So I’m home now after the Volta ao Algarve, which, like always, proved to be very hard.
The stages were all mammoth 200k slogs on twisty-turny roads through the hills. The stage finishes were a bit sketchy and the whole thing was topped off by a 35km TT through the hills on bad roads which were wet for the first half of the race.
I suppose this epic parcours was chosen to try and compensate the reduction in number of stages this year (four versus five in previous years) but I don’t think the ProTour guys liked this idea very much as they were complaining bitterly.
Next year things will be better for sure.
Being set against ProTour riders with everything they need to perform and several days racing in their legs, right from the get-go, is tough – I was surprised we were able to race as well as I did.
Truth be told my team has a budget that would pay for just one second-rate ProTour cyclist, so imagine the difference.
I got my race bike (one that fits this time) just last Thursday, we haven’t got a coach and we don’t have any sport science. We’ve got our bikes, the support of our families, and our fans.
In some cases (the older cyclists on my team) we have parallel activities to sustain ourselves and our ambitions to at least have a family and make a living. So to be able to put up some sort of a fight against ProTour riders in their final phase of preparation for the spring classics is extraordinary.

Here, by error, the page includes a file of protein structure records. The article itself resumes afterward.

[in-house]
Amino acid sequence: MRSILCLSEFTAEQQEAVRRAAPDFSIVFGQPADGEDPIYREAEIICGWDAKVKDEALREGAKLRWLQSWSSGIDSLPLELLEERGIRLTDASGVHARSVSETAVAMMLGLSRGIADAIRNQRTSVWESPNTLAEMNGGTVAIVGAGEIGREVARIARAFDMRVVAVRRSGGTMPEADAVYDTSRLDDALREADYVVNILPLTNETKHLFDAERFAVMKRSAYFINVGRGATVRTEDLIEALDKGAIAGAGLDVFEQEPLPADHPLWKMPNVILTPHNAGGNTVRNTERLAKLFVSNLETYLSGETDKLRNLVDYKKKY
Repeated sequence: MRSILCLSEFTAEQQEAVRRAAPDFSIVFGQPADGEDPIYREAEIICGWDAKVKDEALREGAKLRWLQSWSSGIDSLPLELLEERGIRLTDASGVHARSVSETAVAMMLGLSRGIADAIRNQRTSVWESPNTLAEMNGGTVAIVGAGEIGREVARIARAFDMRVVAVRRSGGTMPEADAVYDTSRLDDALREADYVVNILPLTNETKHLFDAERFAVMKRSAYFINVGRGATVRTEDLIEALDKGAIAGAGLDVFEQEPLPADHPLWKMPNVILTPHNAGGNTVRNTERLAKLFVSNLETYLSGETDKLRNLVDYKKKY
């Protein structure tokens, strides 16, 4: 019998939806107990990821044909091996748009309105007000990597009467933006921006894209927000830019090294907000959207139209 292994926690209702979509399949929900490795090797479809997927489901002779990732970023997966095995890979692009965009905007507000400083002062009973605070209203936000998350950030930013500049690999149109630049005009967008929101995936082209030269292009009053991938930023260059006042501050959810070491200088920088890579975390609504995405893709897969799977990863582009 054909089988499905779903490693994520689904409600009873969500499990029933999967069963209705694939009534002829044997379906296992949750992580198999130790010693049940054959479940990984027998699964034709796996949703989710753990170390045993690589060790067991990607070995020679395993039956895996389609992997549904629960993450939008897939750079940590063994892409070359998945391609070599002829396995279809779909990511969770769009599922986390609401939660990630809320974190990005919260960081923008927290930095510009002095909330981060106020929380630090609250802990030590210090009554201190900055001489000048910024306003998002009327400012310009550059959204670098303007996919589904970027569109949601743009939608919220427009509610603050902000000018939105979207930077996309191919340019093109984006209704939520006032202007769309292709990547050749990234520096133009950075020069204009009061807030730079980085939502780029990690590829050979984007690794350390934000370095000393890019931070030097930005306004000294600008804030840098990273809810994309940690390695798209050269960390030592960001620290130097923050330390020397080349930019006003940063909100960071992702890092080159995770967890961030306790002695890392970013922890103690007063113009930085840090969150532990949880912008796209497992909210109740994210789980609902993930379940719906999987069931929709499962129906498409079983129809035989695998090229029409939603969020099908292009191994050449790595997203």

The supporters during the race gave me goose bumps.
I’m a humble guy and lead a very quiet life; I put my head down and work and don’t give much time to image or socialising or anything like that. So to hear my name (and all it’s variations; “Tomás”, “Tom”, “Thomas”, “Tomas”) shouted so many times and across the region made me feel very touched. I wished I could give them more than just a breakaway, but that’s all I had in the legs this year. Next year I’d like to do better.
Tony Martin did an unbelievable TT on the last day, he put five guys out of the control time, which is very unusual in time trials; even the likes of Danny Pate and Nelson Oliveira lost four minutes to him.
I lost seven and I thought that was fairly good.
Henao was on another level on Alto do Malhão. He gave me three minutes on the climb and was about 30” faster than my best time in training. I was bonked and had just chased on after a puncture, so I was in no state to do a decent climb.
I need to learn to economize effort better when riding in the peloton. In the second stage I attacked and attacked till I got away, it was to and from my home town, so an extra effort was merited.
Theo Bos, with all this mad get up (smooth helmet, TT suit and a bike about as wide as a pencil) won the stage – I was caught with about 15km to go.
I felt really touched by all the support during the past while, it’s truly appreciated and I hope I and the team and put up some good performances this season.
Next on the cards is a couple of classics and the Volta ao Alentejo. I’m not sure what exactly I’ll be doing because I’ll be having a nose job (correct a deviated septum) sometime in the near future.
Until next time, T.